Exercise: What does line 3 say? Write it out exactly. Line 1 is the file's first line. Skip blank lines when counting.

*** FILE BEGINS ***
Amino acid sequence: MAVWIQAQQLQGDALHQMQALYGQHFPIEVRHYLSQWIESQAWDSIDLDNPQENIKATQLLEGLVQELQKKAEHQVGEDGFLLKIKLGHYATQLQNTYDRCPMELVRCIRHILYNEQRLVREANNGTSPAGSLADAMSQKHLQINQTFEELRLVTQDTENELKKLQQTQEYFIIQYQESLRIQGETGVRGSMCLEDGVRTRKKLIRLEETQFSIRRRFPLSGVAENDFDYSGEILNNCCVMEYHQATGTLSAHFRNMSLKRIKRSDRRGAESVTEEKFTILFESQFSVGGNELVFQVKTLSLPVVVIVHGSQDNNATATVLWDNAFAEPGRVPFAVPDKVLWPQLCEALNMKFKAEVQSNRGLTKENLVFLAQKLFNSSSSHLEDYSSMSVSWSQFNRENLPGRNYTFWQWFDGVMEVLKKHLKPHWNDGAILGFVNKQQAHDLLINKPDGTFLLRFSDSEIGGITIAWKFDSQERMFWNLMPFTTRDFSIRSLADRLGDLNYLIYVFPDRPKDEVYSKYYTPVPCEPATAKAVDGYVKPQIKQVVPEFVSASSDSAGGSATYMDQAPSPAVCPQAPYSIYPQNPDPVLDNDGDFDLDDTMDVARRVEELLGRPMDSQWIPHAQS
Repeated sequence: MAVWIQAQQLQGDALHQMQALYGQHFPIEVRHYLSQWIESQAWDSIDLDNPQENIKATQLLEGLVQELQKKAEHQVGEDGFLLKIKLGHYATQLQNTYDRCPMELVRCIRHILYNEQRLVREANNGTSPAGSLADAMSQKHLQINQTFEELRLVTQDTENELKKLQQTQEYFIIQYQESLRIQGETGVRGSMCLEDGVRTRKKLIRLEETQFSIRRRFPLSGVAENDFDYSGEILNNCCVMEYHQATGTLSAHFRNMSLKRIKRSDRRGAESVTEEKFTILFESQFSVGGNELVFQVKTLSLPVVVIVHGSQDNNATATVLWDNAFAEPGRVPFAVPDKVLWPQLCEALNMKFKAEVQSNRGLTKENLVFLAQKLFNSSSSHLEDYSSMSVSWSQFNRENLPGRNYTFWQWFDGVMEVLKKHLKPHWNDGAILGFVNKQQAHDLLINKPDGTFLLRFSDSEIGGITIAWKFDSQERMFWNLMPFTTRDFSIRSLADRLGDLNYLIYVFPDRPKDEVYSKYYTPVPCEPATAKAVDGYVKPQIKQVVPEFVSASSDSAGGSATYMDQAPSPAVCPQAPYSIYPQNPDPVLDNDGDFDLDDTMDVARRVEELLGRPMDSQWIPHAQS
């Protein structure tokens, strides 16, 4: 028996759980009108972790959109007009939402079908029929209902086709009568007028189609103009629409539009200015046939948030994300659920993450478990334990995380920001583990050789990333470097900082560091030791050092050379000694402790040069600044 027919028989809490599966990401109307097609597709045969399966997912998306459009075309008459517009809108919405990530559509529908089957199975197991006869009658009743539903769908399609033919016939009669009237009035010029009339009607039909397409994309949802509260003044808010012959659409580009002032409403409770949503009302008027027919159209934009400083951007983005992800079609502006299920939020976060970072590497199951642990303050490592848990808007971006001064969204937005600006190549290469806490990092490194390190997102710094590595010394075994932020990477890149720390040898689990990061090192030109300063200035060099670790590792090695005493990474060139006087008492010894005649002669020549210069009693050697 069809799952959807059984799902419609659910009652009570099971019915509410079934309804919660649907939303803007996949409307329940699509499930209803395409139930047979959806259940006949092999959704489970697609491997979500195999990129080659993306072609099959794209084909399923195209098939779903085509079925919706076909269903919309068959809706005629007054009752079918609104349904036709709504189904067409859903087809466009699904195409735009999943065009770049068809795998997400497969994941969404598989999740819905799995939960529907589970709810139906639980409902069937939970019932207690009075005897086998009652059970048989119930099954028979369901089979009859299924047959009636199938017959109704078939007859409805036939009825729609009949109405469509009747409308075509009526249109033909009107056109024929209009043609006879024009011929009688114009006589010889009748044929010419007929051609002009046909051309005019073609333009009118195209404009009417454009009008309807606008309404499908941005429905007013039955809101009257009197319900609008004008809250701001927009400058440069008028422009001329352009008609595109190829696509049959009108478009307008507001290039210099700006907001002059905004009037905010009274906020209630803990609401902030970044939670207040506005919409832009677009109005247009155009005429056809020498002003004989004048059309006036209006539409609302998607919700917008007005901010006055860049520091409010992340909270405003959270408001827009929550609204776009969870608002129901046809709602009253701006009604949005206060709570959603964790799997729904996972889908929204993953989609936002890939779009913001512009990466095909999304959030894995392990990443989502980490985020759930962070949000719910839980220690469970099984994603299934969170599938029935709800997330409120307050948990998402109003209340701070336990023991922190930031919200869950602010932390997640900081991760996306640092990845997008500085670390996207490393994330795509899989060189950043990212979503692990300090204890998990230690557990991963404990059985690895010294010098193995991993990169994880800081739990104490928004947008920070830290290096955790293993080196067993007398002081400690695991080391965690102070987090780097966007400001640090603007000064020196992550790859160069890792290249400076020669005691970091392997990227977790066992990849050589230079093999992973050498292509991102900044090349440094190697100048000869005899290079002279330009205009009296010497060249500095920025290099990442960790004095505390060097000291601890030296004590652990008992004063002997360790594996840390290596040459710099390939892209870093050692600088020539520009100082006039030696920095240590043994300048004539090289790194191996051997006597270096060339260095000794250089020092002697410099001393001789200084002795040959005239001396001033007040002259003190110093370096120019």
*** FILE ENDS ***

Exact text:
């Protein structure tokens, strides 16, 4: 028996759980009108972790959109007009939402079908029929209902086709009568007028189609103009629409539009200015046939948030994300659920993450478990334990995380920001583990050789990333470097900082560091030791050092050379000694402790040069600044 027919028989809490599966990401109307097609597709045969399966997912998306459009075309008459517009809108919405990530559509529908089957199975197991006869009658009743539903769908399609033919016939009669009237009035010029009339009607039909397409994309949802509260003044808010012959659409580009002032409403409770949503009302008027027919159209934009400083951007983005992800079609502006299920939020976060970072590497199951642990303050490592848990808007971006001064969204937005600006190549290469806490990092490194390190997102710094590595010394075994932020990477890149720390040898689990990061090192030109300063200035060099670790590792090695005493990474060139006087008492010894005649002669020549210069009693050697 069809799952959807059984799902419609659910009652009570099971019915509410079934309804919660649907939303803007996949409307329940699509499930209803395409139930047979959806259940006949092999959704489970697609491997979500195999990129080659993306072609099959794209084909399923195209098939779903085509079925919706076909269903919309068959809706005629007054009752079918609104349904036709709504189904067409859903087809466009699904195409735009999943065009770049068809795998997400497969994941969404598989999740819905799995939960529907589970709810139906639980409902069937939970019932207690009075005897086998009652059970048989119930099954028979369901089979009859299924047959009636199938017959109704078939007859409805036939009825729609009949109405469509009747409308075509009526249109033909009107056109024929209009043609006879024009011929009688114009006589010889009748044929010419007929051609002009046909051309005019073609333009009118195209404009009417454009009008309807606008309404499908941005429905007013039955809101009257009197319900609008004008809250701001927009400058440069008028422009001329352009008609595109190829696509049959009108478009307008507001290039210099700006907001002059905004009037905010009274906020209630803990609401902030970044939670207040506005919409832009677009109005247009155009005429056809020498002003004989004048059309006036209006539409609302998607919700917008007005901010006055860049520091409010992340909270405003959270408001827009929550609204776009969870608002129901046809709602009253701006009604949005206060709570959603964790799997729904996972889908929204993953989609936002890939779009913001512009990466095909999304959030894995392990990443989502980490985020759930962070949000719910839980220690469970099984994603299934969170599938029935709800997330409120307050948990998402109003209340701070336990023991922190930031919200869950602010932390997640900081991760996306640092990845997008500085670390996207490393994330795509899989060189950043990212979503692990300090204890998990230690557990991963404990059985690895010294010098193995991993990169994880800081739990104490928004947008920070830290290096955790293993080196067993007398002081400690695991080391965690102070987090780097966007400001640090603007000064020196992550790859160069890792290249400076020669005691970091392997990227977790066992990849050589230079093999992973050498292509991102900044090349440094190697100048000869005899290079002279330009205009009296010497060249500095920025290099990442960790004095505390060097000291601890030296004590652990008992004063002997360790594996840390290596040459710099390939892209870093050692600088020539520009100082006039030696920095240590043994300048004539090289790194191996051997006597270096060339260095000794250089020092002697410099001393001789200084002795040959005239001396001033007040002259003190110093370096120019």